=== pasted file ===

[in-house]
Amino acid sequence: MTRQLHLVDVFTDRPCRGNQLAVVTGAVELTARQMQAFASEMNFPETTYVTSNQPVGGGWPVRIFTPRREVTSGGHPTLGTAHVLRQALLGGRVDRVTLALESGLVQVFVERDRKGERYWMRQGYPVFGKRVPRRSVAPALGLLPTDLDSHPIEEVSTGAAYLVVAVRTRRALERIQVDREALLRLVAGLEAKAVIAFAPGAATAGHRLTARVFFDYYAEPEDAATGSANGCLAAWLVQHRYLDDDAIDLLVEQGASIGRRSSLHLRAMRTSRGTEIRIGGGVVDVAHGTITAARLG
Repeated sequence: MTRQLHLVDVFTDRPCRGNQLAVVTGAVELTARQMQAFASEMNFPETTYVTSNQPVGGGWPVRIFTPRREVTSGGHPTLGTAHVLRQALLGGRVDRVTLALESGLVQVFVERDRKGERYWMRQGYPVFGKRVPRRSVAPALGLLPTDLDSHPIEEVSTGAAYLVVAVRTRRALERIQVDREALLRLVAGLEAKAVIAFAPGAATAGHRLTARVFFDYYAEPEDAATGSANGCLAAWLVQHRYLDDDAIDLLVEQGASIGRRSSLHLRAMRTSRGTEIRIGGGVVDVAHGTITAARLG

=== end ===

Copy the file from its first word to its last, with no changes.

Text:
[in-house]
Amino acid sequence: MTRQLHLVDVFTDRPCRGNQLAVVTGAVELTARQMQAFASEMNFPETTYVTSNQPVGGGWPVRIFTPRREVTSGGHPTLGTAHVLRQALLGGRVDRVTLALESGLVQVFVERDRKGERYWMRQGYPVFGKRVPRRSVAPALGLLPTDLDSHPIEEVSTGAAYLVVAVRTRRALERIQVDREALLRLVAGLEAKAVIAFAPGAATAGHRLTARVFFDYYAEPEDAATGSANGCLAAWLVQHRYLDDDAIDLLVEQGASIGRRSSLHLRAMRTSRGTEIRIGGGVVDVAHGTITAARLG
Repeated sequence: MTRQLHLVDVFTDRPCRGNQLAVVTGAVELTARQMQAFASEMNFPETTYVTSNQPVGGGWPVRIFTPRREVTSGGHPTLGTAHVLRQALLGGRVDRVTLALESGLVQVFVERDRKGERYWMRQGYPVFGKRVPRRSVAPALGLLPTDLDSHPIEEVSTGAAYLVVAVRTRRALERIQVDREALLRLVAGLEAKAVIAFAPGAATAGHRLTARVFFDYYAEPEDAATGSANGCLAAWLVQHRYLDDDAIDLLVEQGASIGRRSSLHLRAMRTSRGTEIRIGGGVVDVAHGTITAARLG